Column: Congressional Bonding Through BaseballNovember 18, 2013

Column: Congressional Bonding Through BaseballCan baseball foster cooperation between Democrats and Republicans and end the bickering and gridlock that permeates Congress today? Maybe not, but two members of Congress are intent on giving it a try.

Roger Williams, a freshman Republican Congressman from Texas, along with fellow Congressman Mike Doyle, a ten-term Democratic legislator from Pennsylvania, have formed the first-ever Congressional Baseball Caucus. The group’s purpose is to transfer the relationship members of Congress enjoy on the field of play during the annual Congressional Baseball Game (CBG) to the halls of Congress. Williams was the coach of this year’s Republican team and Doyle was team manager for the Democrats.

According to Williams, the caucus, which was approved by the House Administration Committee last month, is an effort to “take the edge off the tension that we have every day by talking sports, sharing baseball stories and maybe having hot dogs and apple pie.” Although Williams and Doyle don’t expect to resolve the big political issues of the day during the group’s monthly meetings, “we might get into a baseball caucus meeting and find out that we’ve got some common ground on an issue, and maybe be able to do something in that venue we couldn’t do on the House floor,” said Williams.

The annual CBG has been dubbed the “most competitive contest in sports.” First contested in 1909, the game has been played at various Major League stadiums in Baltimore and the District of Columbia. This year’s contest, won by the Democrats, was played at Nationals Park, home of the Washington Nationals. The game is attended primarily by congressional staffers and assorted dignitaries and during the ‘60’s featured “bipartisan cheerleaders.”

The CBG is not for the faint of heart. Players rise before sunup for daily practices during the weeks leading up to the event. Injuries are commonplace and have included broken arms, legs and collarbones in addition to stretched muscles and torn ligaments. Some injuries occur during practices; others in the game itself.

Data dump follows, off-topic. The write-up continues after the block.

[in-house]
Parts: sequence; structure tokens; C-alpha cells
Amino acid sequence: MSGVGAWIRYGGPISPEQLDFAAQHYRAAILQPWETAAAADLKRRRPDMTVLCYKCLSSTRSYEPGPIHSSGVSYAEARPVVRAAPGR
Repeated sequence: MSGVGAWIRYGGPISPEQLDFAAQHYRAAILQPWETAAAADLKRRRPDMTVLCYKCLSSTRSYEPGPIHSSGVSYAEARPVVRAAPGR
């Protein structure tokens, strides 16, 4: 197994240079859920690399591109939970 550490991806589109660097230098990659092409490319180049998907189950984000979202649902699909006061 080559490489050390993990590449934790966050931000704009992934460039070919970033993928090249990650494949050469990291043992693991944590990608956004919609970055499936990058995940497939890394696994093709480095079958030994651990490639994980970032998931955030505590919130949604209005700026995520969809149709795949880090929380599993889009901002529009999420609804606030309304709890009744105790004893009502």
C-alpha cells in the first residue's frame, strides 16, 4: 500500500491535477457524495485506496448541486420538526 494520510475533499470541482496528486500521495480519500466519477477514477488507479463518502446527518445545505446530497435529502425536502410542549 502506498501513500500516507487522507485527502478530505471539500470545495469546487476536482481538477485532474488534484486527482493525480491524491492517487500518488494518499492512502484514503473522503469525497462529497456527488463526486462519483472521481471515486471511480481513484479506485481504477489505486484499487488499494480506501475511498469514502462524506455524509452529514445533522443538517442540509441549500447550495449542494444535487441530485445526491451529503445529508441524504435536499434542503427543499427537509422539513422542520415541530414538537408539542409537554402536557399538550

While the games will never be confused with professional ball, they are competitive. According to Roll Call, the Republicans hold the all-time series edge with 38 wins to 37 for the Democrats, with one tie. The games have been played for charity since their inception and millions have been raised for local charitable organizations.

I first became aware of the CBG in the 1970’s when my former law partner, William Cohen, who served as a Congressman, Senator and Secretary of Defense, pitched for the Republican team. Bill was best known, in his words, for throwing “fast and scary wild.” Modesty notwithstanding, in a nod to his mastery on the mound, Bill was labeled by his Republican colleagues as the “Nolan Ryan” of Congress.

“No one dug in on me,” said Bill, “not if they valued their safety. I was known to be non-partisan in Congress and most assuredly on the diamond. I broke Democrat Walter Fauntroy’s ankle during one game and just to show that I was not throwing ideologically aimed curve balls, I fractured Republican Lou Frey’s forearm during batting practice.

“It was a great experience for all who played,” said Cohen. “We gained respect for each other’s talents or lack of them, but relished in the camaraderie of old guys on the field of our once young dreams.” But those were different times, before the words “government shutdown” and “default” became part of our lexicon. Whether talking baseball can put an end to the vitriol that permeates Washington and promote compromise and cooperation in government remains to be seen. But Doyle and Williams are optimistic.

“When you know somebody personally and know a little bit about them and their family, I think it leads to a little more civility,” said Doyle. “I think we could use a little more civility in the House, so I’m for anything that helps do that.” He won’t find much argument on that score, not from legislators on either side of the aisle and most assuredly not from their constituents back home.

There’s always the chance that competitive men talking baseball could serve to escalate the tension and gridlock that currently engulfs the nation’s capital. But there’s no harm in trying to defuse the rhetoric by building relationships through the common appreciation of the Grand Old Game.